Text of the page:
With Adaptation he changed what a feature film script could be, with Where the Wild Things Are he did the impossible in making audiences cry along with animatronic monsters, and in his new short film Mourir Auprés De Toi, director Spike Jonze has us falling in love with a pair of horny skeletons.
Co-directed by Simon Cahn, the film was conceived by French accessories designer Olympia Le-Tan, whose intricately hand-sewn bags feature the covers of great works of literature. Her nimble fingers got a workout creating the 3,000-odd felt parts that made up the books on the shelves of Paris’ Shakespeare & Co. bookstore, in which our story takes place.
At night, when the bookseller (played here by Olympia’s father Pierre) goes to sleep, the characters from some of history’s greatest works do a little bed-hopping. Jonze voices Macbeth, a limber skeleton who unstitches himself from his cover and bounds over to the bed of Dracula‘s Mina (French singer Soko). He’s intercepted, though, by the vicious whale of Moby Dick, and the tough Mina risks her life to rescue her beau.
We’ve been waiting for Mourir Auprés Des Toi (which roughly translates to To Die By Your Side) to arrive in full for some time now and, after premiering in May at La Semaine de la Critique in Cannes, then playing as part of New York’s IFC Center’s “Short Attention Span Cinema” program, it finally received its online premiere today on NOWNESS. The film has been a long time coming, Olympia told us last week.
“We first started talking about it in July 2009 when I met Spike. And I think we started writing it in December 2009. It’s been a while! I met Spike through mutual friends and asked him (almost as a joke) if he would be interested in doing a film with me. Surprisingly he said yes! Then Spike asked Simon to help on the project and he ended up getting really involved and co-directing with Spike. Of course working with Spike was an amazing experience. He’s such a genius but he’s also so laid back, easy and funny. It really didn’t feel like work. Simon I’ve known for years. He is very shy and discrete but he’s also lots of fun. There were sometimes moments when we were stuck in this freezing cold animation studio for hours outside Paris, so it was great to be there with a friend.”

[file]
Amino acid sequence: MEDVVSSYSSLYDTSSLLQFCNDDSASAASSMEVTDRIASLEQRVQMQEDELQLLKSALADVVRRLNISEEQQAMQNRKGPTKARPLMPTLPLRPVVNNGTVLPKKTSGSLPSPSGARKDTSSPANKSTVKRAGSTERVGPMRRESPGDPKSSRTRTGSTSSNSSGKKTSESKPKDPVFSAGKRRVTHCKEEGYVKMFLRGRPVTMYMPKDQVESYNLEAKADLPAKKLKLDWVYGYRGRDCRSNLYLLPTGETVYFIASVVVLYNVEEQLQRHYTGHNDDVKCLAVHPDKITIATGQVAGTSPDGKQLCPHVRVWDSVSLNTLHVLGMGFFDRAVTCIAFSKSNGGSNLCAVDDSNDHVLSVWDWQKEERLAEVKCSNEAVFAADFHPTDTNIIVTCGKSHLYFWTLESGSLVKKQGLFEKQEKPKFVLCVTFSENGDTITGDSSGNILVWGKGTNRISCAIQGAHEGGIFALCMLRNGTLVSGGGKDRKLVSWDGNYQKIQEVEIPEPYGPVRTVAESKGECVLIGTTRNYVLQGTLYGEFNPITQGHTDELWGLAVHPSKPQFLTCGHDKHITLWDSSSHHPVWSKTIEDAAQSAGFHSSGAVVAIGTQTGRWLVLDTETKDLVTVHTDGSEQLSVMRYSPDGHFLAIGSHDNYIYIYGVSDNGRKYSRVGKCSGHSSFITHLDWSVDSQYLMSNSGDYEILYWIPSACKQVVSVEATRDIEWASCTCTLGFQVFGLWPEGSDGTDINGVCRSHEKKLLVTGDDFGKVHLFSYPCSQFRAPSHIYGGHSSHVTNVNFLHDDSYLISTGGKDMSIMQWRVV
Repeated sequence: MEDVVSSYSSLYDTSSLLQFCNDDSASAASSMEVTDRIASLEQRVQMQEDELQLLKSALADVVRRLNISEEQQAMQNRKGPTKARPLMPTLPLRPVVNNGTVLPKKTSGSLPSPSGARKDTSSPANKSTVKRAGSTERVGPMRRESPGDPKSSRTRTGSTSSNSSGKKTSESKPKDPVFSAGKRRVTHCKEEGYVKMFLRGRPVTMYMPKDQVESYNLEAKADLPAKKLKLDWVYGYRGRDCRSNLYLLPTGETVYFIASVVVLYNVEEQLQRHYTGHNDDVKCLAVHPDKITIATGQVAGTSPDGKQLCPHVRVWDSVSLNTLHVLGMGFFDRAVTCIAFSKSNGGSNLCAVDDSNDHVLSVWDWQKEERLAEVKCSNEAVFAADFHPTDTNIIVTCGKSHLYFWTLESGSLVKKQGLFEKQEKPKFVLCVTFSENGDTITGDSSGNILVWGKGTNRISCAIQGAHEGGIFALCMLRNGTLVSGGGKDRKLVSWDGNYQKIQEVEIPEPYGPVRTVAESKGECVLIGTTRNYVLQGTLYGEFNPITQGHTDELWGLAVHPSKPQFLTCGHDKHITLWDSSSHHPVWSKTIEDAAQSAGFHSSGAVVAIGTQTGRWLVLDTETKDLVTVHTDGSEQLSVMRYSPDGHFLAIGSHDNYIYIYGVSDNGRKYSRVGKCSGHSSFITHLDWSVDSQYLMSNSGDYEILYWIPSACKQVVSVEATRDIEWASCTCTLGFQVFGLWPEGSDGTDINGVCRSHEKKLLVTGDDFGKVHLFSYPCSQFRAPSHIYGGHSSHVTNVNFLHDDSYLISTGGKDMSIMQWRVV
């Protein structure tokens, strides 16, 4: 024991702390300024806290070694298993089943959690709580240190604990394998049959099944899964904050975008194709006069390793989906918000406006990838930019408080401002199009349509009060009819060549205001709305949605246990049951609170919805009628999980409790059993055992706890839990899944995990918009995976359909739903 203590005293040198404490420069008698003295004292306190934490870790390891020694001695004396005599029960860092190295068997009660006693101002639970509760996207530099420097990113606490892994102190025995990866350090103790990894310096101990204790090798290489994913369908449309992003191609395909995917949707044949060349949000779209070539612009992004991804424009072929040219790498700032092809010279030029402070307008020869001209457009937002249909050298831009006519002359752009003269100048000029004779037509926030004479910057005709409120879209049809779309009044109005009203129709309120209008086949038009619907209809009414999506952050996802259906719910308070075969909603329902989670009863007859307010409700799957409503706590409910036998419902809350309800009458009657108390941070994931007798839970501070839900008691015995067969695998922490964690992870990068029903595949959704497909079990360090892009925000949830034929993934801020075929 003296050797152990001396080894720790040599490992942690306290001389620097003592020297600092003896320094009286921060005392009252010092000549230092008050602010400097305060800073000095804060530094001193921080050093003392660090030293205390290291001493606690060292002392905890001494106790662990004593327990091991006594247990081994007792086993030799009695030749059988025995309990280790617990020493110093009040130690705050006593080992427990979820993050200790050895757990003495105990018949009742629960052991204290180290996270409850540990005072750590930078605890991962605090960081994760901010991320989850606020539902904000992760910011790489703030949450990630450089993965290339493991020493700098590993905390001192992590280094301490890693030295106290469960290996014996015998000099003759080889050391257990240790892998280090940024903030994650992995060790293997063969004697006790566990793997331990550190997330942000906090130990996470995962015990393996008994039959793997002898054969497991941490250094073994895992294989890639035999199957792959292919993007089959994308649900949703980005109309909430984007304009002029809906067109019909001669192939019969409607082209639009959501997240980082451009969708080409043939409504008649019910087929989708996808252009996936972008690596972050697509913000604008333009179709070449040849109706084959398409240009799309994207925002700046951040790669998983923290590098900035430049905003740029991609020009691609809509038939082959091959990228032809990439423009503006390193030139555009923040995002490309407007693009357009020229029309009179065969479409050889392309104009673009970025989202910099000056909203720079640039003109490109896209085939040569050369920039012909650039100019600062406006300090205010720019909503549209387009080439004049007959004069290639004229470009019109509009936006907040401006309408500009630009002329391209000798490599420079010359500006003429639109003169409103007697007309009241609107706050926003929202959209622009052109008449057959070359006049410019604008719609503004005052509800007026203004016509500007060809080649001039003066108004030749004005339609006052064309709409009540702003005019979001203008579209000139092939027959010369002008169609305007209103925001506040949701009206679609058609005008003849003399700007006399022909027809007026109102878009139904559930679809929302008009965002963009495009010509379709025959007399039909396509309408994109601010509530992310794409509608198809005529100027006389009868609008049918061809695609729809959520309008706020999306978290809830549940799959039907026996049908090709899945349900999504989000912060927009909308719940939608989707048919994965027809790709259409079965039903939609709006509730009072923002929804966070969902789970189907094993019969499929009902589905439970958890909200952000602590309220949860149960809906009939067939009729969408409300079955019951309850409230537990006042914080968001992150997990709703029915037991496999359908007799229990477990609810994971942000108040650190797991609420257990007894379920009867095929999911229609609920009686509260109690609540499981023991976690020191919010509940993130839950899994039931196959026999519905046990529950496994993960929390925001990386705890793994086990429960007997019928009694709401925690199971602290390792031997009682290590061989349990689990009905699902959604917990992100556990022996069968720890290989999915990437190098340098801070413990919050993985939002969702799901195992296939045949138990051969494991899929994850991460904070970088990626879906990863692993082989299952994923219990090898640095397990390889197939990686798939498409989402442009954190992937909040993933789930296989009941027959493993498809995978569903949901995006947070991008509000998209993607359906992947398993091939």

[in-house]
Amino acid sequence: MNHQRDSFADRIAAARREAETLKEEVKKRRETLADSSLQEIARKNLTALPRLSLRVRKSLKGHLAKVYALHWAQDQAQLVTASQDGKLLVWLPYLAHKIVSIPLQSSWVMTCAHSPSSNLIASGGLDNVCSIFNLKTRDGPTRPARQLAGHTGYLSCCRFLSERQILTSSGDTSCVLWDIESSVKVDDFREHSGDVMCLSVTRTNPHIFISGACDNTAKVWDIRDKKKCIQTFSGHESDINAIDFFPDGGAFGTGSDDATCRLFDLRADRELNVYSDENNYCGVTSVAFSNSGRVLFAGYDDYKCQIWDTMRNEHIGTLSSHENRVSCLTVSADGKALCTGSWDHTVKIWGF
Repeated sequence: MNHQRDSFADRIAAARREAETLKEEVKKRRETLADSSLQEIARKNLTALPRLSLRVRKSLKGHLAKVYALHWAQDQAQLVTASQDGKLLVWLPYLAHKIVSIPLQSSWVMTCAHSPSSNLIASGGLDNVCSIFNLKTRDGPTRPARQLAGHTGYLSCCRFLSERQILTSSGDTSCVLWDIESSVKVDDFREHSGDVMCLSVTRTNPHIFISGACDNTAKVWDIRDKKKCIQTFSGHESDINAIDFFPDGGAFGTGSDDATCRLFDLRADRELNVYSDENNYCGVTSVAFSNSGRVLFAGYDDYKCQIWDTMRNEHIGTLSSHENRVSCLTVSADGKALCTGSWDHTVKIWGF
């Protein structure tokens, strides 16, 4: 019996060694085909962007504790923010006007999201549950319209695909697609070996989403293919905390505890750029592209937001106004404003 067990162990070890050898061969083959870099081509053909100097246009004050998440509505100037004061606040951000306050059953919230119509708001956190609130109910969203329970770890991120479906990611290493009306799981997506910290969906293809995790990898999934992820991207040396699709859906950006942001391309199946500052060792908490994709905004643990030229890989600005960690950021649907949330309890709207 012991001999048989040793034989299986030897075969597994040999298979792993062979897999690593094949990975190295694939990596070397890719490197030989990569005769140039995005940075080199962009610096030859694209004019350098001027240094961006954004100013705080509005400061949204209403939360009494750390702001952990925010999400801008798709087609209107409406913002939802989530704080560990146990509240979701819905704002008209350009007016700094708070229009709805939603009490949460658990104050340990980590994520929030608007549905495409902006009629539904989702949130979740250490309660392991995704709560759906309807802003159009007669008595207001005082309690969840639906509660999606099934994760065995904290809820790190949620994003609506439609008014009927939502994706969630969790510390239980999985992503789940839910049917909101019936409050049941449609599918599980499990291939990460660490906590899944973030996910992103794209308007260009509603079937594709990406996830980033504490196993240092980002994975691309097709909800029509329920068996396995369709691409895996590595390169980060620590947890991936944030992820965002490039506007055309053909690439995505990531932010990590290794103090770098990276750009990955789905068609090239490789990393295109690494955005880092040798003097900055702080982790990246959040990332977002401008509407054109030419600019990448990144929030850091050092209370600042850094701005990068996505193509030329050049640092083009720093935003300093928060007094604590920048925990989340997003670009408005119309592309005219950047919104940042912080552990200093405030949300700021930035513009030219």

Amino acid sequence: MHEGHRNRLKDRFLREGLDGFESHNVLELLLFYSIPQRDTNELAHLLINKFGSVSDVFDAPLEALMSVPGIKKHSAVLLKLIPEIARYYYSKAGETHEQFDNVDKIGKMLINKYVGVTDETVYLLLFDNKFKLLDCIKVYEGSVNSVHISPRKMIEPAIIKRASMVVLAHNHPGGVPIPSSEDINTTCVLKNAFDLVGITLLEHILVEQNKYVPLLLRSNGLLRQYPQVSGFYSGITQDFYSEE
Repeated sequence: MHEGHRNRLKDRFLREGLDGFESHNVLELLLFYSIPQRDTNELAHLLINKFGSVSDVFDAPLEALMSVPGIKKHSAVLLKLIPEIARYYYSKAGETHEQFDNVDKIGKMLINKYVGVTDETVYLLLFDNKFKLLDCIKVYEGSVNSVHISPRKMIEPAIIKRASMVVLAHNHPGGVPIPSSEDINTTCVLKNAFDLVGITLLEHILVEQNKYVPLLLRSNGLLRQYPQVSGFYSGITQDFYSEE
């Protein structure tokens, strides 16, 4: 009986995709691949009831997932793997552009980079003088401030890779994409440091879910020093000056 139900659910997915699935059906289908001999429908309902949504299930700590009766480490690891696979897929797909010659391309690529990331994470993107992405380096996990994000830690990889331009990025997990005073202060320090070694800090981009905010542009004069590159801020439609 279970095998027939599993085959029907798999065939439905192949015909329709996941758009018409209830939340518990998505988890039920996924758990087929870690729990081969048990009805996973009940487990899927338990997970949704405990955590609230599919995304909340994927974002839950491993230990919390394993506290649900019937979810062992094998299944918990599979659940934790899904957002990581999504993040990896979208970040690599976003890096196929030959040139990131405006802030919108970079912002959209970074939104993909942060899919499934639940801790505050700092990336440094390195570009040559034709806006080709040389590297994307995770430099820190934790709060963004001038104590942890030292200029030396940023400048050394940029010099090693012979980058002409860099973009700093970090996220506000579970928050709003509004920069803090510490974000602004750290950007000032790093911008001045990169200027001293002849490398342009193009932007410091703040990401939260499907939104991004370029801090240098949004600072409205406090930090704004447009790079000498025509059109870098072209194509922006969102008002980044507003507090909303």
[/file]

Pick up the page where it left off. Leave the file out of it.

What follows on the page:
The film is silly in the best possible way; after Mina cheekily promises Macbeth oral sex, he fights his way to her and is rewarded during the closing credits to the strains of Soko’s fitting Hump and Jump. This is Le-Tan’s favorite moment in the film, but it didn’t always get the giggly reception it should have. “Cannes was amazing but also a bit scary,” she told us of the film’s worldwide debut. “It was a real cinema and it was packed with mostly people I didn’t know. I loved watching their reactions and waiting to hear if they would laugh at the right moments. It was screened just before a great but really depressing film called Walk Away Renée. Everybody left the cinema in tears! I feel like they should have screened it after to cheer people up.”
After recently seeing pictures of Olympia carrying one of her signature bags shaped like a traditional cardboard milk carton, we asked if this meant a shift in focus from literature to food.
“I’m not moving away from literature yet, I’m just adding a few new things to keep people interested! This season my collection is called “Still ill” (after a the Smiths song of course) so there are books about diseases, books by troubled authors and also little embroidered pill boxes like Wiagra or Brozac.”